To explore the aesthetic reconstruction strategy for postburn facial scar and its clinical effect. Three hundred and forty-two patients with postburn facial scars were hospitalized from January 2000 to December 2015. Local expanded flap or deltopectoral expanded flap was used for reconstruction according to the location and size of the facial scar. The forehead expanded flap could be chosen for the scar in dorsum nasi or inferior eyelid. The local expanded flap was chosen when the scar width was smaller than 5 cm in cheek, chin, and marginal mandible region. The expanded deltopectoral flap was chosen when the scar width was larger than 5 cm in cheek, chin, and marginal mandible region or the scar contracture was too serious to cause displacement of lips, nose, or eyelid, and the wound width was larger than 5 cm after release. The facial scars of 82 patients, with size ranged from 6.0 cm×2.5 cm to 15.0 cm×10.0 cm, were reconstructed with expanded local flaps. The facial scars of 260 patients, with size ranged from 8.0 cm×7.0 cm to 38.0 cm×13.0 cm, were reconstructed with expanded deltopectoral flaps. After expansion of 2 to 6 months, the facial scars were excised and completely released first of all. The transfer way of local flap and size of deltopectoral flap with pedicle were designed according to the size and shape of the wound. Three weeks after transfer of deltopectoral flap, flap delay procedure was conducted. One week later, the pedicle was severed from the flap to reconstruct the remaining scar. Anti-scar medicine, laser therapy, and elasticized fabric were used postoperatively on the scars in both donor and recipient sites. During the postoperative follow-up for 3 to 12 months, the flaps of 40 out of 82 cases reconstructed with expanded local flaps were in good color and texture. Before 2008, mild scar hyperplasia was observed in the incision of 19 patients; with application of laser after 2008, the number of patients with scar hyperplasia was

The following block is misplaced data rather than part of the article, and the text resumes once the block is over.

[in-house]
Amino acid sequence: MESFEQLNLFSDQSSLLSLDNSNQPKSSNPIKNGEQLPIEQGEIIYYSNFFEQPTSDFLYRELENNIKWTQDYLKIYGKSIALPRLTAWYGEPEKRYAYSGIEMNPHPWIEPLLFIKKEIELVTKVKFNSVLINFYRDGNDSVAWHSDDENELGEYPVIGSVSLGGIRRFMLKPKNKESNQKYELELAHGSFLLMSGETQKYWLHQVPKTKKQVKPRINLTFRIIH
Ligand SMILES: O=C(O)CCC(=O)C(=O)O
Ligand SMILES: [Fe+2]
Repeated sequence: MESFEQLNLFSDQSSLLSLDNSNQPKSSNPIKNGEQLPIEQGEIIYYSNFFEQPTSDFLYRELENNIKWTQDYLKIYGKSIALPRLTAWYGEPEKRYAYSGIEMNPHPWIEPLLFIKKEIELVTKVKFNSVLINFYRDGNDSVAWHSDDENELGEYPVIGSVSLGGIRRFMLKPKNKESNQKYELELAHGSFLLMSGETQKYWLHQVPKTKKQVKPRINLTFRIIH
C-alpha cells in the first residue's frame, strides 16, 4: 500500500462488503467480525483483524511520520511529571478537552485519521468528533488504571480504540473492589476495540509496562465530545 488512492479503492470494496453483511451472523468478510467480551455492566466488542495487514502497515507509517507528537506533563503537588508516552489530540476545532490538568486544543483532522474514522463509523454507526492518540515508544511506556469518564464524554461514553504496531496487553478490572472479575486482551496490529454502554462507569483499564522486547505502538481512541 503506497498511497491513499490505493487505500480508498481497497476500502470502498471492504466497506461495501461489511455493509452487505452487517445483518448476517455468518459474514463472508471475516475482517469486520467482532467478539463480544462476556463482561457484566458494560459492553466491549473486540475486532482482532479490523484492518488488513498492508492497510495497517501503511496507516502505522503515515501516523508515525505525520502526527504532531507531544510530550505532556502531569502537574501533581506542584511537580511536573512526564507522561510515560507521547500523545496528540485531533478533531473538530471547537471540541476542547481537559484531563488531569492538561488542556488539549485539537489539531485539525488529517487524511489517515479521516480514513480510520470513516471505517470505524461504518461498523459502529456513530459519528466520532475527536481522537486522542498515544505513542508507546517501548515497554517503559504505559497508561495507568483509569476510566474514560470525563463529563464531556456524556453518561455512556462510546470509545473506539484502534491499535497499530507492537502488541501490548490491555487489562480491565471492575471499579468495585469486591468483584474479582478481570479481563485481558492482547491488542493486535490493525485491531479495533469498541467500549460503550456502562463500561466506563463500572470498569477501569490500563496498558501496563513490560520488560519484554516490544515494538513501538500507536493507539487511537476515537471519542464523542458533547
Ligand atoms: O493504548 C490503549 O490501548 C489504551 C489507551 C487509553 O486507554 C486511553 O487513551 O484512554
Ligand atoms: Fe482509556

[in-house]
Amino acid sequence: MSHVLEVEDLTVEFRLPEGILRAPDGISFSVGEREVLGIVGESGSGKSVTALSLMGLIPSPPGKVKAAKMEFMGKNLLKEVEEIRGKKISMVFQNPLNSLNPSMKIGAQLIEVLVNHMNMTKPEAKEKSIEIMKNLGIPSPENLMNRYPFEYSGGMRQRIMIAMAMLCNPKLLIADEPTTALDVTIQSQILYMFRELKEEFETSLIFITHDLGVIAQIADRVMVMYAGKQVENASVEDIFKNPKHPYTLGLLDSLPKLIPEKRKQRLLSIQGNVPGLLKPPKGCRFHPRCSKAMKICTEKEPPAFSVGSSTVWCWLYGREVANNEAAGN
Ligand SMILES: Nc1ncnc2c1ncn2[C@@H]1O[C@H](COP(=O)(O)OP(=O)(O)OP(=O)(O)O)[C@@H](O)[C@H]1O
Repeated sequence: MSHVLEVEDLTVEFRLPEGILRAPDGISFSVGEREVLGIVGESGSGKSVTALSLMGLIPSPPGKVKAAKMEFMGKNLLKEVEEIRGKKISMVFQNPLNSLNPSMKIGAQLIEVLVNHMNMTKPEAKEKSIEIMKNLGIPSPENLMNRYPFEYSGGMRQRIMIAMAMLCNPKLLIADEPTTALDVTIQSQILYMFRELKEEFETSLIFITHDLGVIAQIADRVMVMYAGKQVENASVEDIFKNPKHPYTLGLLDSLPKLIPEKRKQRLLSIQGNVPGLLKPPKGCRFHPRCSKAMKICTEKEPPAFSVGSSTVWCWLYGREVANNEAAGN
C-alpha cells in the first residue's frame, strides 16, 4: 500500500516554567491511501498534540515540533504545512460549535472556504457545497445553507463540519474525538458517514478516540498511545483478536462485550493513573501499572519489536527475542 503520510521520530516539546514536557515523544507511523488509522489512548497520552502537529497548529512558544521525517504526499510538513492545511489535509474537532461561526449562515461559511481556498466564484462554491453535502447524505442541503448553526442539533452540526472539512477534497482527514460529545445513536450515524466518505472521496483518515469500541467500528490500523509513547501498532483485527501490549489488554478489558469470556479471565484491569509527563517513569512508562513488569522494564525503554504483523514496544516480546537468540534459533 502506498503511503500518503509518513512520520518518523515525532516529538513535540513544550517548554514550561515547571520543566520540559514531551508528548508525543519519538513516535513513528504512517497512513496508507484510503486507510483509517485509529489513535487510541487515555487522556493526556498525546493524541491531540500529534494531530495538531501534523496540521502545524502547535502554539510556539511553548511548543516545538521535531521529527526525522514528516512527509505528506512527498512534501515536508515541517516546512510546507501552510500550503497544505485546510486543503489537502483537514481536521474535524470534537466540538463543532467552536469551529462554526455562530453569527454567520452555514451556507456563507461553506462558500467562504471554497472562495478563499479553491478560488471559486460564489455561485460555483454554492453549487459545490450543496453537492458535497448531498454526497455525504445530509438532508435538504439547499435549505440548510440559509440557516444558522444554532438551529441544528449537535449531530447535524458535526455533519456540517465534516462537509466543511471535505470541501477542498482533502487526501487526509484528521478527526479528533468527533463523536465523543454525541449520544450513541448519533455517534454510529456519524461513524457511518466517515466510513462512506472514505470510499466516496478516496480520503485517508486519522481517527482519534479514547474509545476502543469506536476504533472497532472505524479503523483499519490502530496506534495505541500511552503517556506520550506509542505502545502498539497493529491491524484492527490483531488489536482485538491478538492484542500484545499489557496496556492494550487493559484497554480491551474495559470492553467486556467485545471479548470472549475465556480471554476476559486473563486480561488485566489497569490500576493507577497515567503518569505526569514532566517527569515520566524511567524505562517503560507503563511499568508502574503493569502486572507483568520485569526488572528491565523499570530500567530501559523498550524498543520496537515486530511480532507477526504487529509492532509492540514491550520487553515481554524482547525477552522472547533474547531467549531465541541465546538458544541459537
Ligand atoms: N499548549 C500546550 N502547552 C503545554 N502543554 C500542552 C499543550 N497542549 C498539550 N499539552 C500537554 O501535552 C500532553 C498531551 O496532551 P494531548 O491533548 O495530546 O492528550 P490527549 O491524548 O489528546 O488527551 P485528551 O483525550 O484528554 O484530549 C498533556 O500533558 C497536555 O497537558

17. Multidisciplinary, multimodal approach for a child with a traumatic facial scar.

    PubMed